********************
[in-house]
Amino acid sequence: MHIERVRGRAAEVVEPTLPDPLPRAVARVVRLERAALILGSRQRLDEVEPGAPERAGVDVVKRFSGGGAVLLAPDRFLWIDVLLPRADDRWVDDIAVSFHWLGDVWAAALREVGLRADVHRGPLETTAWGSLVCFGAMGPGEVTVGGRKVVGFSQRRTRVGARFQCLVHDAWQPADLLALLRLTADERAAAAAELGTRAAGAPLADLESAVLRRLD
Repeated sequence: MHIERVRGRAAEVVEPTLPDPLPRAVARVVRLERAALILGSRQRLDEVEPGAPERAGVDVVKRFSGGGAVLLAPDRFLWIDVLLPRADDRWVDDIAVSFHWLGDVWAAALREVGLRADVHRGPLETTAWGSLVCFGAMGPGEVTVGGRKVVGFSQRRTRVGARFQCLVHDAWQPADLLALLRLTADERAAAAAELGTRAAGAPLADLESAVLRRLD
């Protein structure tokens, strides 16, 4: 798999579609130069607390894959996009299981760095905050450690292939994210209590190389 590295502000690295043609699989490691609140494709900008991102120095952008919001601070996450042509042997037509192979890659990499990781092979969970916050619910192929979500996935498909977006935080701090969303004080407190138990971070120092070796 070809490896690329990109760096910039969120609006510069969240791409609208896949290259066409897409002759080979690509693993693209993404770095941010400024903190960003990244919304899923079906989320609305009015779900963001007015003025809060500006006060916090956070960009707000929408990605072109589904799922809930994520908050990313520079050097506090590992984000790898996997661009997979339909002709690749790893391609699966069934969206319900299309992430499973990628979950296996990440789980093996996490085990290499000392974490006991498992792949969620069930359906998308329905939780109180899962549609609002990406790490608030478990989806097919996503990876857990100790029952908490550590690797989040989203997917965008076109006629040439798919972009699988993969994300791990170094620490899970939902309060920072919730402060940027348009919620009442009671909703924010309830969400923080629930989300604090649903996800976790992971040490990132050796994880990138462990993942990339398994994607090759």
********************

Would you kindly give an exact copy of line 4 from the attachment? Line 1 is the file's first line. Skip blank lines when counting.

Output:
């Protein structure tokens, strides 16, 4: 798999579609130069607390894959996009299981760095905050450690292939994210209590190389 590295502000690295043609699989490691609140494709900008991102120095952008919001601070996450042509042997037509192979890659990499990781092979969970916050619910192929979500996935498909977006935080701090969303004080407190138990971070120092070796 070809490896690329990109760096910039969120609006510069969240791409609208896949290259066409897409002759080979690509693993693209993404770095941010400024903190960003990244919304899923079906989320609305009015779900963001007015003025809060500006006060916090956070960009707000929408990605072109589904799922809930994520908050990313520079050097506090590992984000790898996997661009997979339909002709690749790893391609699966069934969206319900299309992430499973990628979950296996990440789980093996996490085990290499000392974490006991498992792949969620069930359906998308329905939780109180899962549609609002990406790490608030478990989806097919996503990876857990100790029952908490550590690797989040989203997917965008076109006629040439798919972009699988993969994300791990170094620490899970939902309060920072919730402060940027348009919620009442009671909703924010309830969400923080629930989300604090649903996800976790992971040490990132050796994880990138462990993942990339398994994607090759």